Hello! I’m expecting a baby girl. We already have two boys - Miles and Jacob.
We are a mixed-race family, and I’d like to honour our heritages, but I’m also leaning toward simple names - easy to spell and pronounce. We will use my late grandmother’s name, Margit (pronounced Mar-geet), for the middle name. Last name is one syllable with an “n” sound to start.
My husband is very particular with names and doesn’t offer many suggestions, so for our first two kids, I gave into his top choices. I still love one kid’s name, but with the other kid, I had some regrets about the name after the fact – but it’s his name!
For this baby, my husband’s top choices are Norah (we wouldn’t use Persian pronunciation Noo-rah, but it could be used by the grandparents if they wanted) or Farah (I prefer Persian pronunciation of “Fah-ra”, although my husband would use “Fair-ah”), followed by Nina or Maya. He is open to Florence (nickname Flo) and Frances, but isn’t a huge fan of those final names. I‘m leaning toward Norah, because I’m concerned that the different pronunciations of Farah would be confusing.
We like the 5 letter spelling with “h” on the end (like Norah Jones), and it balances nicely with our 5 letter boys’ names. I’m worried though that people would be confused about spelling it with an “h”, that starting first and last name with “n” sound isn’t the best (too sing-songy?), and that Norah isn’t as professional on a resume as Eleanor (nickname “Norah”) might be.
My husband doesn’t mind the name Eleanor, but doesn’t love it. I feel like Eleanor goes well with our last name, but then is Norah with an “h” a strange nickname compared to no “h”?
I am also into the names Margaret (if we chose a different middle name), Hillary, Sara (pronounced Sah-ra) and Frances, but none of those are real contenders. I prefer strong, adult names over anything cutesy.
Thank you in advance,
You know, S, you’re another relatively unique letter writer for me. It’s true that I definitely get letters from people who are running into problems with a third (or later) name, or with people who are faced with naming a child of the opposite sex than they’d been expecting.
But I don’t usually receive them from someone whose choices seem so organized and clearly thought out, someone who’s got a lot of ideas and rationale. You have a lot of great choices, S, but what I’m not sure I’m hearing here is a name that you love.
Maybe you’re just protecting yourself, or your name choices, but I don’t see any insurmountable issues. Norah is a great, strong, and much-admired name, with or without the final ‘h’ (though trends these days definitely lean toward including it). As for the first and last name beginning with the same sound? Look, it’s not for everyone, but it’s personal choice. It certainly hasn’t limited Amy Adams, Marissa Mayer, Janet Jackson, Ryan Reynolds or Michael Moore (and, you know, many other people we don’t hear about in the news.) Same applies for Nina, though you might find that name is too n-heavy when combined with your last.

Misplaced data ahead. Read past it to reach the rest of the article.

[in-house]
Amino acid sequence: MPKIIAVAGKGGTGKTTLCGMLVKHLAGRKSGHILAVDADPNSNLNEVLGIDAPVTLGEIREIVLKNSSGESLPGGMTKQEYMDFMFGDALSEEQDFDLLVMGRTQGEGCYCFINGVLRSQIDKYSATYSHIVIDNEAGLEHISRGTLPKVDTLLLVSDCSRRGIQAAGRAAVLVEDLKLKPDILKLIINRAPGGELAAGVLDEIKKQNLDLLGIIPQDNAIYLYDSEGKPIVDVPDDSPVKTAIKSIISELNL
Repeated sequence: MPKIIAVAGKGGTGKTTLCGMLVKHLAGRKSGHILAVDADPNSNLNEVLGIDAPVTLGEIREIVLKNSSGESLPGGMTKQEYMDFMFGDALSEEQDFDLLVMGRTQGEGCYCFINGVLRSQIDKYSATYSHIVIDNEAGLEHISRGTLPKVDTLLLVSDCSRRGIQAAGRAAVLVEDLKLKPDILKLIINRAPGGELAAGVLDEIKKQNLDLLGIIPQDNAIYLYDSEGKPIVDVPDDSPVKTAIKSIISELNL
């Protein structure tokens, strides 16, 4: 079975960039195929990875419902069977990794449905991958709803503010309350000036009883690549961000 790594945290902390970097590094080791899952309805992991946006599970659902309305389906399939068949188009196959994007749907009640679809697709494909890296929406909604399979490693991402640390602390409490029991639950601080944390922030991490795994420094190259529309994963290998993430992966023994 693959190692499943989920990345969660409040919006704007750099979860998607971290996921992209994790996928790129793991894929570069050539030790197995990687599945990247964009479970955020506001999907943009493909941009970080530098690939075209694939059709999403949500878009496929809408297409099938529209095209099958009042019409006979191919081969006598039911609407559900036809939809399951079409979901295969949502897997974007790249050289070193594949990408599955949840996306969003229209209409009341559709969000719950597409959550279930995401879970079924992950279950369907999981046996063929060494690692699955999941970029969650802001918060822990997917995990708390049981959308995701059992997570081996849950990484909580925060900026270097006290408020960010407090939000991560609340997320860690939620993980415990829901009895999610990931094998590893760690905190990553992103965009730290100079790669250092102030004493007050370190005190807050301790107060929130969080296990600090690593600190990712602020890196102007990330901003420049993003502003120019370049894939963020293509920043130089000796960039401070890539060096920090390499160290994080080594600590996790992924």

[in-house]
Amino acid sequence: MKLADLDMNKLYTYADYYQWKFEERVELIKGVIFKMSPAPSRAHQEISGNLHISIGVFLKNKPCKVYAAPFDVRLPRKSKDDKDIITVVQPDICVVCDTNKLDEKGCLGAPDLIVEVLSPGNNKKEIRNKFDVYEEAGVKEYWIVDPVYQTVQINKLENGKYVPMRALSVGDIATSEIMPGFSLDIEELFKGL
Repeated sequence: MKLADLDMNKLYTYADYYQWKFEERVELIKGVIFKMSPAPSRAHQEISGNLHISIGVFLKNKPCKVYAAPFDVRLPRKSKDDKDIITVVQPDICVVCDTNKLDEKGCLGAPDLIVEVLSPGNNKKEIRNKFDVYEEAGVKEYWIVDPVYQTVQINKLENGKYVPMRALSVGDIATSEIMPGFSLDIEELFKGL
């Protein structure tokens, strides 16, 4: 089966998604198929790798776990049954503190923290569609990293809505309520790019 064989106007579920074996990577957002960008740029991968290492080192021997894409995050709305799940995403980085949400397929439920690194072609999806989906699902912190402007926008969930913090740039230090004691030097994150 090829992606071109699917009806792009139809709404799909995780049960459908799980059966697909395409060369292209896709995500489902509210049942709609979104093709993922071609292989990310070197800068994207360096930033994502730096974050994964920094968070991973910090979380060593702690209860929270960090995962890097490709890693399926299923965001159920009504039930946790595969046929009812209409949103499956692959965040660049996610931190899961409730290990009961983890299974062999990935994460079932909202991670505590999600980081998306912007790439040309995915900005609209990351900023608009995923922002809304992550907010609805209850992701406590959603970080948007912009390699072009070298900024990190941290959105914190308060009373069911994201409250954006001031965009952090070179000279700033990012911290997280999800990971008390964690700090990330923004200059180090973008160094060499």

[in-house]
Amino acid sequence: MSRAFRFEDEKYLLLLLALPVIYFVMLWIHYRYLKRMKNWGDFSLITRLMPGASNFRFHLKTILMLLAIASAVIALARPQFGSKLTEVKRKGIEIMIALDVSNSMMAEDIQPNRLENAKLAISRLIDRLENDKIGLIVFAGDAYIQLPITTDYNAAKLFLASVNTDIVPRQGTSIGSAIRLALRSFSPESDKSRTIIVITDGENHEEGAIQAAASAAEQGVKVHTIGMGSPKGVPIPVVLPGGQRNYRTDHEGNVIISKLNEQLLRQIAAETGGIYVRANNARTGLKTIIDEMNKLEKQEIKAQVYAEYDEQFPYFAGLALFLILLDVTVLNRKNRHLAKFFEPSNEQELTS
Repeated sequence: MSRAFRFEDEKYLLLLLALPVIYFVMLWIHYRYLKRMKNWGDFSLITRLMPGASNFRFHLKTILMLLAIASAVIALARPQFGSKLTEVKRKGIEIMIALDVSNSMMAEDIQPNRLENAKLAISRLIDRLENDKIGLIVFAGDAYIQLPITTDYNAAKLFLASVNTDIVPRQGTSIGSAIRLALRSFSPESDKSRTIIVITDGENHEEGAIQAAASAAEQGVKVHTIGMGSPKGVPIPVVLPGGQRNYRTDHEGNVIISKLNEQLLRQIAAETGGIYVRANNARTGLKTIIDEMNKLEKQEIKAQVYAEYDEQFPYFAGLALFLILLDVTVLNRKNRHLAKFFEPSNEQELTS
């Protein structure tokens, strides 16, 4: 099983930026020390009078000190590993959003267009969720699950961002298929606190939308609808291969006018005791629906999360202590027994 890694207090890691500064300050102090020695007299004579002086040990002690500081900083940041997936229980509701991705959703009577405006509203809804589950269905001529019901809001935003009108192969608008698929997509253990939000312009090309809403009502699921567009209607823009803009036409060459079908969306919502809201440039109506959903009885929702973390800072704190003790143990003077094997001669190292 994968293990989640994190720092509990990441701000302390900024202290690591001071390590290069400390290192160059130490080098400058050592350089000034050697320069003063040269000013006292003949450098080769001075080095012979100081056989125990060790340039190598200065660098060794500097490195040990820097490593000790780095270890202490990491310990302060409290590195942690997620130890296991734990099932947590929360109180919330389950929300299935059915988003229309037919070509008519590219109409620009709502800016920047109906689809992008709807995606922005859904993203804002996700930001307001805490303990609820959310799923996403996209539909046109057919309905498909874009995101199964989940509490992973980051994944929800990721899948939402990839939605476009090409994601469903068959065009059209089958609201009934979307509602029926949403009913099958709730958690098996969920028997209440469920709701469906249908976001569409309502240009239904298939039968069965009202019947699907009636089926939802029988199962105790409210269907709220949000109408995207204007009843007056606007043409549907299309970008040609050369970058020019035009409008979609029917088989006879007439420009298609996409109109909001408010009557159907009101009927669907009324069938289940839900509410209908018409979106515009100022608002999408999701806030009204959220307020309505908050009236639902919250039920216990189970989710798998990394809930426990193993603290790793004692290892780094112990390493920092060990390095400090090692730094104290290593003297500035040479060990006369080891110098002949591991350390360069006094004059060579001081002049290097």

There’s also no world in which ‘Norah’ seems less professional on a resume than ‘Eleanor’ – what I can’t tell, though, is whether you actually prefer Eleanor and this is a way you can have your cake and eat it too? The only caution I have, I think, is that Norah for Eleanor is an unusual (but not unheard of) nickname, so you’ll have to tell people deliberately so they don’t assume it’s Ellie or Ella.
How does that make you feel? Are you more or less excited about Norah now?
Where Farah is concerned, if I saw it on the page, I’d assume that ‘Farrah’ is meant to be pronounced ‘FAIR-ah’, and that the single ‘r’ indicated Far-ah – but honestly, like the pronunciation of Sara that you prefer, there’s nothing confusing about it, truly. People will hear it once, maybe need one more reminder to process it… and then it’ll be a non-issue after that.
If I did have a note about Farah, though, I’d say that it maybe seems a bit more weighted towards emphasizing a cultural heritage than Miles and Jacob do, and maybe feels less steeped in being ‘traditional’, or, to use your words, ‘strong and adult’, instead it strikes me as seeming a bit ethereal and romantic.
That doesn’t mean anything, and isn’t a reason not to choose it either, except that you may find people ask ‘so… why Farah?’ in a way they never did with your sons. Which, again – so what? But if you’re truly worried about which choice to make, these are other perspectives that might make one name more preferable than another…
…is there one? Have you found the name that is your secret passion?
I’m wondering if it’s Florence, or Frances. I wonder whether those are the names you truly love but think you can’t use for some reason. Or whether you really love Margaret but think your middle name choice prohibits it? (Could you name her Margaret but call her Margit?)
Other names that seem like they might strike you the right way are Claire (or Clara, for those five letters) Helen, Esther, or Adele. It's not that any are better than the names you’ve chosen, especially when compared to your current choices , it’s just that I’m looking for the one that makes your eyes light up, and – electronic communication notwithstanding – I’m not sure I’ve seen it yet. I want you to love the name, as much as, or more than, your first two children’s. You’re allowed to break any self-imposed rules to get there. If you weren’t thinking about resumes or ‘confusion’ about pronunciation or the number of letters, what would you choose? Who would your daughter be if you had all the choices in the world?
…because you do!
Let us know!